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E3 06: Takahashi uncloaks 360, reveals Microsoft handheld plans

Tech writer delivers second book on Microsoft's efforts to slay console giants Sony and Nintendo; follow-up to <i>Opening the Xbox</i> is released today; two-chapter excerpt inside.


The dirt flies in Dean Takahashi's follow-up tome chronicling the efforts of software giant Microsoft to build on its success with the Xbox. The Xbox 360 Uncloaked: The Real Story Behind Microsoft's Next-Generation Video Game Console goes on sale today, and apart from it being an encyclopedic timeline of the building out and launching of the Xbox 360, there's a fair amount cheeky storytelling, much of it confirming previous speculation and much of it introducing previously unspoken anecdotes.

Takahashi is a staff writer at the San Jose Mercury News, with prior stints at Red Herring and The Wall Street Journal.

Most prominent among the speculation confirmed is the telling of Robbie Bach tasking J Allard with creating a gaming handheld to compliment the Xbox 360 home console. While the handheld initiative was later scuttled, Takahashi makes clear that the steps Microsoft took toward portable gaming were real.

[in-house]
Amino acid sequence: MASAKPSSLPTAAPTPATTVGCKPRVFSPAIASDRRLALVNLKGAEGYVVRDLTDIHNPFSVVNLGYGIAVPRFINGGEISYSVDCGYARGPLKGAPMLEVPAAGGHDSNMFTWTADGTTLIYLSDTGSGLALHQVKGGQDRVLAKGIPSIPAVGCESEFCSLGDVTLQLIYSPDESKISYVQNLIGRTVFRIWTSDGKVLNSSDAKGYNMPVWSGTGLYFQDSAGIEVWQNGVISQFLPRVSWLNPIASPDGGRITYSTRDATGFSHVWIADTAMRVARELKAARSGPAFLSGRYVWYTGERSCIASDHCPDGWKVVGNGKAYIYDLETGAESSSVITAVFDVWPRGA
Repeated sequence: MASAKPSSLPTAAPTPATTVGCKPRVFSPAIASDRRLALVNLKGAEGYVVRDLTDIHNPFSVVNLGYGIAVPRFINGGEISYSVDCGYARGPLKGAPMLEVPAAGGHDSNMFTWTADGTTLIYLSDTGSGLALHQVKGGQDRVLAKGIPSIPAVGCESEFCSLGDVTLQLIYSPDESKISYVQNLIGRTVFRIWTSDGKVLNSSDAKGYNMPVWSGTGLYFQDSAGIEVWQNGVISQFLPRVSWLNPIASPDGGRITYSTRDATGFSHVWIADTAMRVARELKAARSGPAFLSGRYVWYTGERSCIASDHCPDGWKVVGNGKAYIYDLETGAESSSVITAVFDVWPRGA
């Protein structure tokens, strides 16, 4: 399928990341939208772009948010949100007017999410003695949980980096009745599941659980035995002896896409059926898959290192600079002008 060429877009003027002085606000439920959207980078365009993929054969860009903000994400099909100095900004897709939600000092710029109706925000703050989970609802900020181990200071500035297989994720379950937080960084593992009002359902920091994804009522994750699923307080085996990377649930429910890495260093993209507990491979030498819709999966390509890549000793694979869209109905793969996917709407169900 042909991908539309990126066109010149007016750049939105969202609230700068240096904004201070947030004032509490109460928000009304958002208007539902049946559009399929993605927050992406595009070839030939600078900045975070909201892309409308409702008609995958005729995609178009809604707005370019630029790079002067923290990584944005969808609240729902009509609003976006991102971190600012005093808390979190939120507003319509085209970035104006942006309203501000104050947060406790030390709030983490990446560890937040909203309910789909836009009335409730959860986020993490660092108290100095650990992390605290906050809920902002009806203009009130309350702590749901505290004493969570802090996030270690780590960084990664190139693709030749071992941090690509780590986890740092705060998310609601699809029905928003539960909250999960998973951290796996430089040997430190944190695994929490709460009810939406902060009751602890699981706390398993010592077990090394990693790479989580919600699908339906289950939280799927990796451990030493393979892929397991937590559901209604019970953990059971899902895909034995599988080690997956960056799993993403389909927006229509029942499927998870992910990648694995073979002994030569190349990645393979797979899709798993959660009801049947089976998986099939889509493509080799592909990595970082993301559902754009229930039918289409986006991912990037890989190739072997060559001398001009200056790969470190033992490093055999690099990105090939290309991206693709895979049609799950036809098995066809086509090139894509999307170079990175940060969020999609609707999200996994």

Takahashi writes: Microsoft needed a game machine that was small. Bach assigned J Allard to take on this "next big thing." Doing so would make a huge statement that Microsoft was going to ship this iPod killer and that it would do it with the same precision planning that it had done with the Xbox 360. Allard would run the platform, handling the hardware, software, and services for the handheld. Bryan Lee, meanwhile, would become the chief financial officer for the entire Entertainment and Devices Group and run the handheld's business side. Peter Moore would take charge of the Xbox 360 and Windows games businesses, effectively replacing Bach in his old job.

Another anecdote concerns Allard losing a bet with Newsweek game and tech writer N'Gai Croal, wherein J would have to wear a dreadlocks wig for the entire month of May, 2006 (including on stage during the Microsoft press briefing at E3) based around J's disbelief that Sony could sell 10 million PlayStation Portables as quickly as it sold that number of PlayStation 2s--which it did, handily.

GameSpot has excerpted two chapters from the book--the first concerns the challenges the company faced in holding to its promise of a worldwide launch of the console (a promise which morphed into a three-territory release in Japan, the US, and Europe), and the second describes the Xbox 360 launch event held in the Mojave desert, outside Palmdale, California.

The book is available online today from publisher Spiderworks and will be available from in a few weeks.

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